Kurniawan ED, Rose A, Mou A, Buchanan M, Collins JP, Wong MH, Miller JA, Mann GB. Risk Factors for Invasive Breast Cancer When Core Needle Biopsy Shows Ductal Carcinoma In Situ. Arch Surg. 2010;145(11):1098-1104. doi:10.1001/archsurg.2010.243
A core needle biopsy (CNB) diagnosis of ductal carcinoma in situ (DCIS) may be associated with a final diagnosis of invasive cancer. Preoperative radiologic, clinical, and pathological features may identify patients at high risk of diagnostic upstaging, who may be appropriate candidates for sentinel node biopsy at initial surgery.
Review of prospectively collected database.
Tertiary teaching referral hospital and a population-based breast screening center.
Consecutive patients from January 1, 1994, to December 31, 2006, whose CNB findings showed DCIS or DCIS with microinvasion.
Main Outcome Measures
Upstaging to invasive cancer.
Eleven of 15 cases of DCIS with microinvasion (73.3%) and 65 of 375 cases of DCIS (17.3%) were upstaged to invasive cancer. Ten of 21 palpable lesions (47.6%) were found to have microinvasion. For impalpable DCIS, multivariate analysis showed that noncalcific mammographic features (mass, architectural distortion, or nonspecific density) (odds ratio [95% confidence interval], 2.00 [1.02-3.94]), mammographic size of 20 mm or greater (2.80 [1.46-5.38]), and prolonged screening interval of 3 years or longer (4.41 [1.60-12.13]) were associated with upstaging. The DCIS grade on CNB was significant on univariate analysis (P = .04). The rate of upstaging increased with the number of significant factors present in a patient: 8.3% in patients with no risk factors, 20.8% in those with 1 risk factor, 39.6% in those with 2 risk factors, and 57.1% in those with 3 risk factors.
The risk of upstaging can be estimated by using preoperative features in patients with DCIS on CNB. We propose a management algorithm that includes sentinel node biopsy for patients with DCIS who have microinvasion on CNB, palpable DCIS, 2 or more predictive factors, and planned total mastectomy.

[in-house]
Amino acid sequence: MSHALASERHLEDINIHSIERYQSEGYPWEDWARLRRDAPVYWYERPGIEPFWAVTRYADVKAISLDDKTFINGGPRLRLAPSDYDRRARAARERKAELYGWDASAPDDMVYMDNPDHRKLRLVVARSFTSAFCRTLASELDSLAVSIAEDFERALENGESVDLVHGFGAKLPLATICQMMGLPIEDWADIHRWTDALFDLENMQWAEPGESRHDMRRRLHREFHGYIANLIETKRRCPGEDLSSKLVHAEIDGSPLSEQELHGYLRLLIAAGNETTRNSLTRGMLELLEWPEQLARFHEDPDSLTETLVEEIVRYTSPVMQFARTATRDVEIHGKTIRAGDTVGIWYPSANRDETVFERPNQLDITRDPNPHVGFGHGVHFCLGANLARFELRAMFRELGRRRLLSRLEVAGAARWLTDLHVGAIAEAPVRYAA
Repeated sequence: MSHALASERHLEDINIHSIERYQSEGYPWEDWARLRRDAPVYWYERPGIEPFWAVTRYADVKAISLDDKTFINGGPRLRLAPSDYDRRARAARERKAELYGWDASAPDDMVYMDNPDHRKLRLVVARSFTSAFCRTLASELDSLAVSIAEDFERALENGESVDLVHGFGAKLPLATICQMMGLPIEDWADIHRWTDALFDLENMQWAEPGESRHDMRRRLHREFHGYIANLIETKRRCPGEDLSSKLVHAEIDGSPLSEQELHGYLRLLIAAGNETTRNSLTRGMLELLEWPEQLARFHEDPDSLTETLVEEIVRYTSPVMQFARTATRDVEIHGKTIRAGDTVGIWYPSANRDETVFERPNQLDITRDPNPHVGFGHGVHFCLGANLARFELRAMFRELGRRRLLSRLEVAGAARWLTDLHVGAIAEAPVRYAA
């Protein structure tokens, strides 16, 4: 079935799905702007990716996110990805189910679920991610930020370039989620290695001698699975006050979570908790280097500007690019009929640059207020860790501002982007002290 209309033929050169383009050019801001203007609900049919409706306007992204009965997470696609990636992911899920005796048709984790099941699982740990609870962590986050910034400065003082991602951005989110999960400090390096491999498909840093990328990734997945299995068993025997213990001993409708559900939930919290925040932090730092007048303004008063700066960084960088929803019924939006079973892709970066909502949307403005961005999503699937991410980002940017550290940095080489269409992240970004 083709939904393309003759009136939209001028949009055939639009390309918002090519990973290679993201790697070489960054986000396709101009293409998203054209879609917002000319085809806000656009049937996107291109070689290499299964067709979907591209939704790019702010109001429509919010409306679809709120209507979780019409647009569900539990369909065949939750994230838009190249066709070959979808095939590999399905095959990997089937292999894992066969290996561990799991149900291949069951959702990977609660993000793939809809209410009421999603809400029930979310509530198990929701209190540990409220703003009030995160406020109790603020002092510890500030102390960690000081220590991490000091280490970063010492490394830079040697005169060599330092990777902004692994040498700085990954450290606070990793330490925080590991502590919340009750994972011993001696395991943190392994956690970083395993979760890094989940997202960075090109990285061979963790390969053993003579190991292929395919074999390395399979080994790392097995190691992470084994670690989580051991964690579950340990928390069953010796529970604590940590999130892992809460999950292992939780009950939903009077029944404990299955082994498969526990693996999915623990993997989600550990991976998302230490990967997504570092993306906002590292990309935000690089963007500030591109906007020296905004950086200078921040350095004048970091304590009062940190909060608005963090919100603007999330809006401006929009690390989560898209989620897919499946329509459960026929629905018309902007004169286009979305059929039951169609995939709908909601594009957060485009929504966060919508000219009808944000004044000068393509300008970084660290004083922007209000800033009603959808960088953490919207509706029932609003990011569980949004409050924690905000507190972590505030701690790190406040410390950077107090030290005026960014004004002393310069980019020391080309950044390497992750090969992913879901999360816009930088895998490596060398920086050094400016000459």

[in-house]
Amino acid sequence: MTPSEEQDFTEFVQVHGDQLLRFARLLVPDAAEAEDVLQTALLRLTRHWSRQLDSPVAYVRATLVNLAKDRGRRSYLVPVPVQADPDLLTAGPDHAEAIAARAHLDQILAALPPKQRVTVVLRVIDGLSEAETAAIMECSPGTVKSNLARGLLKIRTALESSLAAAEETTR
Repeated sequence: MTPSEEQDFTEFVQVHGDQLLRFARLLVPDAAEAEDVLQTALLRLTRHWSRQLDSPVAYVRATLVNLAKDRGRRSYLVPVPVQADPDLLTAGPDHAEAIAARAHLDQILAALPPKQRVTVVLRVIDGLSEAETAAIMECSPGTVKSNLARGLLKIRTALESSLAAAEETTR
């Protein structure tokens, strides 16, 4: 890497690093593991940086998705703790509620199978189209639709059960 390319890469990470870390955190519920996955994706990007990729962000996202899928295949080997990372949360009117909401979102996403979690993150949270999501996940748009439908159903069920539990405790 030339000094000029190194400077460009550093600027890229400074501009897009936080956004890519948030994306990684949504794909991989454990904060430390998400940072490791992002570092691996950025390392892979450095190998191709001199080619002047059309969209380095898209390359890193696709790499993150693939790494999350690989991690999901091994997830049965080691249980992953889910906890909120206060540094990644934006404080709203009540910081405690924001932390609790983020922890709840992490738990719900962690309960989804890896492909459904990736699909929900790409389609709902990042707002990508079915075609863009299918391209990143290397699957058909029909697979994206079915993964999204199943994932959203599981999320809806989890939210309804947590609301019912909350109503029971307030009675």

Percutaneous core needle biopsy (CNB) of suspicious breast lesions is now standard practice, replacing diagnostic open biopsy in most clinical situations.1 The advantages of this change have been to reduce the number of benign surgical biopsy results and to allow appropriate definitive surgical treatment to occur in a single visit to the operating room in most cases.2,3
A significant proportion of neoplastic breast lesions identified in a mammographic screening program are ductal carcinoma in situ (DCIS). Percutaneous CNB is used to differentiate between DCIS and invasive cancer. This distinction is important because it may determine the extent of surgery. Because DCIS is a preinvasive condition, axillary staging is not part of standard surgical treatment.3,4 There is inherent underestimation of invasive cancer in CNB because of the limited amount of tissue taken.5 Published series report that CNB underestimates the number of invasive cancers by 9% to 44%.6- 14 Patients with DCIS on CNB who are treated with breast surgery alone and found to have invasive cancer generally require additional surgery to evaluate their lymph node status. Some studies suggest that sentinel node biopsy (SNB) after breast surgery has a higher failure rate15,16; therefore, it is preferable to stage the axilla during the first surgical procedure if it is deemed necessary.
An SNB could be routinely performed at the time of the first surgical procedure, but the procedure carries some risk, SNB adds significantly to the cost of the procedure, and the rate of lymph node positivity is low in patients with pure DCIS (0%-7%).14,17- 22 It is therefore desirable to identify the subgroup of patients in whom the rate of invasive cancer is most likely to be underestimated at CNB, for whom SNB may be indicated at initial surgery.
A number of studies have attempted to define predictors of invasive cancer by looking at mammographic and histologic CNB findings. High cytologic grade,8- 10,13 a mass on the mammogram,10- 12 and larger lesion size8,9,12- 14 appear to correlate with accompanying invasive cancer, but there is no consensus.
We investigated preoperative demographic, mammographic, and pathological factors that may predict underestimation of invasive cancer when CNB shows DCIS. We restricted the study to breast cancers and DCIS detected within a population-based mammographic screening program. Screen-detected lesions tend to be smaller and are more likely to be impalpable than symptomatic lesions,23,24 and it is possible that results from a screening program would differ from those of both screen-detected and symptomatic lesions. We then assessed the impact of multiple risk factors to generate a possible management algorithm.